Three months after Warner Bros. was rocked by a sex scandal, the nearly century-old movie and television studio is getting its first female chief executive.
BBC executive Ann Sarnoff has been named chairwoman and CEO of Burbank-based Warner Bros., parent company WarnerMedia said Monday.
Sarnoff replaces Kevin Tsujihara, who stepped down in March after allegations that he had an extramarital affair with an actress who later got roles in Warner Bros. movies. (Tsujihara, through his lawyer, denied having any “direct role” in the actress’ hiring.)
The appointment comes as a relief to a studio that has operated under a cloud of uncertainty since Tsujihara’s departure. John Stankey, CEO of AT&T-owned WarnerMedia, has been under pressure to find a respected female executive to stabilize the company, which is one of the biggest producers of movies and television programming. WarnerMedia, which owns businesses including HBO, CNN and Turner Networks, has been criticized for its lack of female leadership.
As head of Warner Bros., Sarnoff, 57, will instantly become one of the most powerful women in Hollywood, overseeing a vast array of entertainment properties including DC superheroes Batman and Superman, Looney Tunes, the Harry Potter universe, TV shows including “The Bachelor” and “Young Sheldon,” video games and consumer products.
The company is also in the midst of a key transition in order to compete with growing streaming video giants including Netflix and rival studios such as Disney that are launching their own online subscription services. WarnerMedia, formerly known as Time Warner, was acquired by AT&T about a year ago after a long regulatory battle.
WarnerMedia is preparing to create a streaming service that will use its popular brands, including Warner Bros. and HBO, to draw subscribers. WarnerMedia has been aggressively trying to lock down high-level producers, including J.J. Abrams and John Wells, to arm the company with more content as it joins the streaming wars.
Sarnoff, who is president of BBC Studios Americas, will be based in Los Angeles and will start the job later this summer, WarnerMedia said. In the interim, Burbank-based Warner Bros. has been led by the studio’s film chief Toby Emmerich, TV leader Peter Roth and Chief Financial Officer Kim Williams.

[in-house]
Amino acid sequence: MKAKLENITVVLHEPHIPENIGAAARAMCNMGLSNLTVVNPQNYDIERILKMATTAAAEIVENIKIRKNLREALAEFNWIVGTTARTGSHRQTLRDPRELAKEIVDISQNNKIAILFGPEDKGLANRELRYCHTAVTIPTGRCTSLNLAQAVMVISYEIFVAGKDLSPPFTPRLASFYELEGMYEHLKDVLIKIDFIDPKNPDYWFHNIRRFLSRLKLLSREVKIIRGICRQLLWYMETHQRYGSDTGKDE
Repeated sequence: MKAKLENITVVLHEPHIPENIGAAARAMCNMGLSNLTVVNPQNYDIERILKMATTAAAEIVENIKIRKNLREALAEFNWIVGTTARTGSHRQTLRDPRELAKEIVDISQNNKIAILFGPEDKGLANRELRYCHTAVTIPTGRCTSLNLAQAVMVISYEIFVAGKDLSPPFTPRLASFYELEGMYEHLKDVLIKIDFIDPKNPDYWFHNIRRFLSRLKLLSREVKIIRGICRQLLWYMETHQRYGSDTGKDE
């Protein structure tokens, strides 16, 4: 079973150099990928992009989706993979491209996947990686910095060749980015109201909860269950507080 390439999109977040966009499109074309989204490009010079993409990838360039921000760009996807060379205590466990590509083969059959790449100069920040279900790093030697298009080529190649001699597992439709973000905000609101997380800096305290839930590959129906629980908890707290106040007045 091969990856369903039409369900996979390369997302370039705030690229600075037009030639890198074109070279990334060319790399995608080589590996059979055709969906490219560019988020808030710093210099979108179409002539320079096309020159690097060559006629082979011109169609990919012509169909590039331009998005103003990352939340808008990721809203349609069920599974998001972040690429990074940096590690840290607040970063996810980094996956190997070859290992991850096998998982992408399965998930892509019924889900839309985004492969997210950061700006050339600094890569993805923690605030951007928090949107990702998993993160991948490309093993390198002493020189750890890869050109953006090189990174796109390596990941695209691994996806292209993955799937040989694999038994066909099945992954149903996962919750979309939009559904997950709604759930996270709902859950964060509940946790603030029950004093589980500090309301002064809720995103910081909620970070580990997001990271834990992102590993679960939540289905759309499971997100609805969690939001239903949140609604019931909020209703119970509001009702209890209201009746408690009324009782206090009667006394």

Sarnoff is currently based in New York with her husband. She has two adult children.
The choice of Sarnoff was somewhat of a surprise. The Georgetown University and Harvard Business School alumna has had a roughly three-decade career in business and media, holding major roles at companies including Nickelodeon, the Women’s National Basketball Assn. and Dow Jones before joining BBC. But hers was not among the names bandied about in the entertainment industry as a likely candidate to head Warner Bros. What’s more, her expertise is in business strategy, not making films.
However, Warner Bros. already has experienced executives in Emmerich and Roth leading the creative direction of the studio. WarnerMedia said Sarnoff’s skill set and experience leading varied businesses will serve Warner Bros. well as it tries to adapt to rapidly changing viewer habits.
At BBC, for example, she led the broadcaster’s efforts to grow properties such as “Doctor Who,” “Top Gear” and BBC Earth, and also guided the creation of BritBox, a streaming service targeting Anglophiles in the U.S. and Canada.
Speaking by phone, Sarnoff said she wants to bring that same sense of collaborative leadership and innovation to her new position.
“My first job is to get out there on the lot and start hearing people’s thoughts about the future,” Sarnoff said. “I’m a collaborative person by nature. I tend to see opportunities that cross divisional lines.”
Sarnoff, who began her professional career as a business consultant, joined BBC in 2010 as chief operating officer of BBC Worldwide North America, where she helped grow distribution of BBC America to 80 million subscribers. Before that role, she served as an executive at news company Dow Jones, where she led new ventures and oversaw corporate strategy. She was also chief operating officer of the WNBA, recruited by NBA commissioner David Stern.
Her media experience also includes a decade at Viacom Inc., from 1993 to 2003, where she served as Nickelodeon’s head of consumer products and business development, leading the group that created the channel Noggin and helped boost franchises such as “Rugrats” and “Blue’s Clues.” After Nickelodeon, she became COO of VH1 and CMT and launched VH1 Classic.
“There’s a through line [in my career] of figuring out businesses quickly,” she said. “I like to be an entrepreneur within larger media companies and try to find opportunities to create new assets.”